If what the feds say about Crundwell is true and she was able to face the townsfolk with a bright smile every day, “well,” Burke says, “it is sickening. It shows she didn’t give a shit about our town.”
What Crundwell is alleged to have done isn’t the only cause for outrage in Dixon. After the tornado of her arrest passed, many more funnel clouds, equally dark, have dropped: How on earth could this have happened? How could no one have noticed? How was it possible for a small town not to miss that much money?
Two hours west of Chicago, perched on the banks of the Rock River, amid the cornfields and pastures that form large green checkerboards across the state’s northwestern farm belt, Dixon could be a back lot for a Capra film on all that is best about small-town America. Limestone courthouse, old-fashioned downtown, flag-flapping front porches—they’re all here. So are two bronze statues commemorating the years that Ronald Reagan spent in town. One shows Dutch astride a horse; the other gleams near the former president’s boyhood home, at 816 South Hennepin Avenue, Dixon’s primary tourist attraction.
Something else—ominous in retrospect—summons a small-town feel: the unusual system of governance. Since 1911, Dixon has been run by the commission form of government, an old model used by only about 50 of the 1,300 municipalities in Illinois. Power is divided among five people: a mayor and four part-time commissioners who oversee their own fiefdoms (public property, public health and safety, streets and public improvements, and finance).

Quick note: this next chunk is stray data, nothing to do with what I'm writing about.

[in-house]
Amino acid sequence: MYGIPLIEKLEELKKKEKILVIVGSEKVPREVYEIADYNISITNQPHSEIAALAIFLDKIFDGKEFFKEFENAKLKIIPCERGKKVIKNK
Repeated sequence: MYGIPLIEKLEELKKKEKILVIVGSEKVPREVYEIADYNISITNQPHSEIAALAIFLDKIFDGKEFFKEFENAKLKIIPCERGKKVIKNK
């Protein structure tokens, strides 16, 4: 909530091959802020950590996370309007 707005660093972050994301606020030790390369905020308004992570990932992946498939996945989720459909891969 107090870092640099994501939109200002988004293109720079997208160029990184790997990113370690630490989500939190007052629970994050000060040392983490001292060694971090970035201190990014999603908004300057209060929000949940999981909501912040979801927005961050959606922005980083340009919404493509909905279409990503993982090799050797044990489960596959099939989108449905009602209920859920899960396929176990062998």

The positions pay a pittance—the mayor makes $9,600 a year; the commissioners, $2,700 each, according to the annual budget—which means that most officeholders juggle their duties with full-time jobs and spend limited time at City Hall. The owner of a carpet and flooring store served as finance commissioner for a number of years. He was succeeded by a business teacher and athletic coach down at the high school, Roy Bridgeman, who served for more than two decades. As for Mayor Burke: he runs his own real-estate firm.
The problem is that “the commissioners are just citizens,” says Jim Dixon, a retired attorney who served as mayor from 1983 to 1991 and is a descendant of the town’s founder. “Some of them may not always have been qualified for the areas they were elected to oversee.” Dixon says he pushed, unsuccessfully, to change to the far more common city manager model of government.
Still, the commissioner system made for a neighborly and easygoing approach and seemed to accomplish the goals that gave rise to its adoption in the first place: placing a check on the power of the mayor’s office and curbing the possibility of corruption. It didn’t hurt that it also saved the city money on the salaries that a professional city manager and staff would command.
Until that day this past April—when word spread that the FBI had taken over City Hall and that Rita Crundwell had been frogmarched down the back stairs in handcuffs—the idea that such confidence could be either deeply misplaced or dangerously naive never seemed to occur to anyone.
And even if someone did have ill intent—a silly notion, given that most of Dixon’s officials had known one another for decades—it seemed highly unlikely that they could get away with anything. Not with Rita Crundwell watching the purse strings. She knew the books too well, was too smart and scrupulous. As finance commissioner Bridgeman (who did not respond to a request for an interview) told the City Council upon his retirement in April 2011: “Rita Crundwell is a big asset to the city. She looks after every tax dollar as if it were her own.”